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    Environmental Nonconformity Management: How is ISO 14001 different from ISO 9001

    When most people think of nonconformity, they immediately turn their thoughts to the management of nonconforming product in the ISO 9001 quality management system. While ISO 14001 includes requirements for dealing with nonconformity in the environmental management system, it does not have the same applicability, and the requirements are not as extensive. This article helps to explain why.

    How the ISO 14001 requirements differ

    When you are dealing with the requirements for an environmental management system in ISO 14001, you are not dealing with nonconforming product as you are in the ISO 9001 quality management system. In ISO 9001, the focus of the requirement is to have a method to control the product or service that is found to be nonconforming to the product or service requirements, so that it is not used or delivered without being corrected or accepted by the appropriate parties. However, when ISO 14001 speaks of nonconformity, the requirements refer to the nonconformity of a process with respect to the environmental aspects associated with that process. Additionally, ISO 14001 includes in the requirements a need to take action on potential nonconformities.

    For help on understanding the environmental aspects, see: Environmental aspect identification and classification.

    An example of how this would apply would be a process that has an environmental aspect that emits a small amount of a chemical into the air through a vent. The process may be designed and approved to emit less than 200 parts per million (ppm) into the atmosphere per day. Nonconformity would occur if this limit was exceeded; say the process emitted 250 ppm one day. When this happens, the company would need to have a process to deal with the nonconformity. Additionally, if the process was being monitored and it was noticed that the emissions were rising past the normal point and getting close to the 200 ppm limit, action would need to be taken to correct the problem.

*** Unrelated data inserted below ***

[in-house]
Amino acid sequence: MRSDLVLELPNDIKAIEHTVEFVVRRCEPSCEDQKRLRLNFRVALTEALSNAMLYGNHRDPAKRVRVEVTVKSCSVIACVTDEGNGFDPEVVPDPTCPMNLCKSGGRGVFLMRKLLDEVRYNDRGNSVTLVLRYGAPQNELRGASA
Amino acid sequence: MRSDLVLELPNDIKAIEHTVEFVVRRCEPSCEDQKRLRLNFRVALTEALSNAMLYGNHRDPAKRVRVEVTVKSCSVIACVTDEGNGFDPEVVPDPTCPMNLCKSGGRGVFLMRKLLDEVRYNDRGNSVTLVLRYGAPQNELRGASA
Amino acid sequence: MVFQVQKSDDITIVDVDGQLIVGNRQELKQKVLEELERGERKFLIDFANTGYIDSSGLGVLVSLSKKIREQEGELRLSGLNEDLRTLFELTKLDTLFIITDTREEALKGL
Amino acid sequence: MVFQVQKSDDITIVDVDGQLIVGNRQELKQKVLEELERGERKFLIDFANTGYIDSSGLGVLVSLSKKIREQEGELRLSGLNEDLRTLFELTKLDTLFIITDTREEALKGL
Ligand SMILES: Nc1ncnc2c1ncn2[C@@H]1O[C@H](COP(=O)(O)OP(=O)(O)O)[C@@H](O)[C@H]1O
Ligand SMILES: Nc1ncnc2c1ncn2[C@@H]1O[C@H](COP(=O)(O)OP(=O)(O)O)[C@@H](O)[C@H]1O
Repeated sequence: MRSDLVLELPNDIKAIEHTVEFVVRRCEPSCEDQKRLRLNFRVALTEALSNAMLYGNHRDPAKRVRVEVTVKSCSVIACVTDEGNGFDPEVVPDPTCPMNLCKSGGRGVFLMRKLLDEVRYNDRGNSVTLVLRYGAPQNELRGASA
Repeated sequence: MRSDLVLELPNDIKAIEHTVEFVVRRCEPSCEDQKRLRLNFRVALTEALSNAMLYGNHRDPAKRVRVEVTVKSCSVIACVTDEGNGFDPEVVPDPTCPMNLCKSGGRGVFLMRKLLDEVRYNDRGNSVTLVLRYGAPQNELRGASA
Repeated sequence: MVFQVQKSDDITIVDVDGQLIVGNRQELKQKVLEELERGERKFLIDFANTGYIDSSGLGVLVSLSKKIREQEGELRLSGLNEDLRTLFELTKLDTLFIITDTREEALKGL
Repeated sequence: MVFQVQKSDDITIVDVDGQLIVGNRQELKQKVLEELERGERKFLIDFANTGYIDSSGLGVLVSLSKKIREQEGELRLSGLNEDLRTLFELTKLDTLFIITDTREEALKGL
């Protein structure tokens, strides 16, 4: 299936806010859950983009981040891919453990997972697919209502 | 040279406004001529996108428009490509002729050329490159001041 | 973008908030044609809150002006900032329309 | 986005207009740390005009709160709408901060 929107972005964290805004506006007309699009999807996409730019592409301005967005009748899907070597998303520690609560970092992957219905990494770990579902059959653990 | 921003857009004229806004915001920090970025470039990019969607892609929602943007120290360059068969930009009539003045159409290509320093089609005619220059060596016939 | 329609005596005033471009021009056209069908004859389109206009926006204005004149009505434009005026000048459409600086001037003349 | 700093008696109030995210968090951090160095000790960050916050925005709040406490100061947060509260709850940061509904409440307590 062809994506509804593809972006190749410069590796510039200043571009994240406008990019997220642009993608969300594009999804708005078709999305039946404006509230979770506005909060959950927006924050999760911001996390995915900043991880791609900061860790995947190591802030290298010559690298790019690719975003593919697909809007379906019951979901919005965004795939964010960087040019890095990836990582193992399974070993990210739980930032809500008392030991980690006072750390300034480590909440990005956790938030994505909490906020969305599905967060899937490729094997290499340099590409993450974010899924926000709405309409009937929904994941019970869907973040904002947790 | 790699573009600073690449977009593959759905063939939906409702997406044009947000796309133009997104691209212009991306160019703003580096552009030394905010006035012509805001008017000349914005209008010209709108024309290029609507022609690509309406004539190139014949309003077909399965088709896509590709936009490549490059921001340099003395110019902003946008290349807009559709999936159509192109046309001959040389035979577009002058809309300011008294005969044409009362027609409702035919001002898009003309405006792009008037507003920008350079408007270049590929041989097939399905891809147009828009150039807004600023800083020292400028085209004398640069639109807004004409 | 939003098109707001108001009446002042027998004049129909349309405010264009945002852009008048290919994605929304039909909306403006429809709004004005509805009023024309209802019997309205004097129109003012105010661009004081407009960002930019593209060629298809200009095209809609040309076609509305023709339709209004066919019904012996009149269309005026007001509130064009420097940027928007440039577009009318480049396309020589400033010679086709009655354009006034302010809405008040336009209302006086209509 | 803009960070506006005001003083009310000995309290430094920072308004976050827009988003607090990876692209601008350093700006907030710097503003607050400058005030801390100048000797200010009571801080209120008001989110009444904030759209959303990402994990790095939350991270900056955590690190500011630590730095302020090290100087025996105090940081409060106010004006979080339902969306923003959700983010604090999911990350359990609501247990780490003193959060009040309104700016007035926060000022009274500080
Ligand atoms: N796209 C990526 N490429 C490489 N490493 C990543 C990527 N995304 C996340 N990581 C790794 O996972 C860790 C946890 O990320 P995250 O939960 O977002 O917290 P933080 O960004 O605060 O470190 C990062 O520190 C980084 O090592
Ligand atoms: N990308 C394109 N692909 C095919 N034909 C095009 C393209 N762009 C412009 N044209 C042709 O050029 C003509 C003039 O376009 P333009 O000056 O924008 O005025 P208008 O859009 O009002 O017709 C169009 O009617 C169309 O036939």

How environmental nonconformity links with corrective and preventive actions

    Nonconformity is more closely related to corrective action and preventive action in ISO 14001 than it is in the ISO 9001 standard. In a quality management system, not every nonconforming product or service would necessarily lead to a corrective action unless it was a recurring problem. Conversely, if you have a process that exceeds the limits set for the environmental aspects related to the process, it is much more likely that a corrective action will need to occur.

    In the example above, the cause of the problem may have been identified as a filter that needs to be replaced, and this correction would be done, but an analysis of the root cause might find that the process for monitoring the filter needs to be improved so that it is changed before the process produces nonconforming emissions. If this occurred when the process went above the 200 ppm limit, this would be classified as a corrective action to the process, and if it was found and corrected before the limit was actually exceeded, the actions would be classified as preventive actions.

    For a more complete look into how the corrective and preventive action system works, please see: Corrective and Preventive Actions to Support Environmental Management.

    Important consideration for nonconformity, corrective and preventive action

    There are two important considerations included in the requirements for nonconformity, corrective action, and preventive action. The first is that the actions taken need to be appropriate to the magnitude of the problems and the environmental impacts encountered. This means that you must consider the actions in light of how detrimental the impacts are to the environment. If you are reacting to a process that doubles its air emissions past the acceptable legal limit, you will have actions that are much different from those for a process that is found to only recycle 85% of the waste paper produced rather than the full 100%. The second consideration is that the documentation in place for the environmental management system needs to be changed, if necessary, due to the outcomes of the corrections, corrective actions, and preventive actions.

    If you already have a quality management system in place, the processes already present can often be utilized by the environmental management system, but it is important to understand the differences in the needs so that you can make any necessary changes to address the requirements of the new environmental standard. Using the same process can save both time and money, but make sure you think through your implementation for the new system. Not doing so could cause you problems that would easily be avoided if proper changes were made.

    Use this free Gap Analysis Tool to compare your EMS with the ISO 14001:2015 standard.

    Advisera Mark Hammar
    Author
    Mark Hammar
    Mark Hammar is a Certified Manager of Quality / Organizational Excellence through the American Society for Quality, and has been a Quality Professional since 1994. Mark has experience in auditing, improving processes, and writing procedures for Quality, Environmental, and Occupational Health & Safety Management Systems, and is certified as a Lead Auditor for ISO 9001, AS9100, and ISO 14001.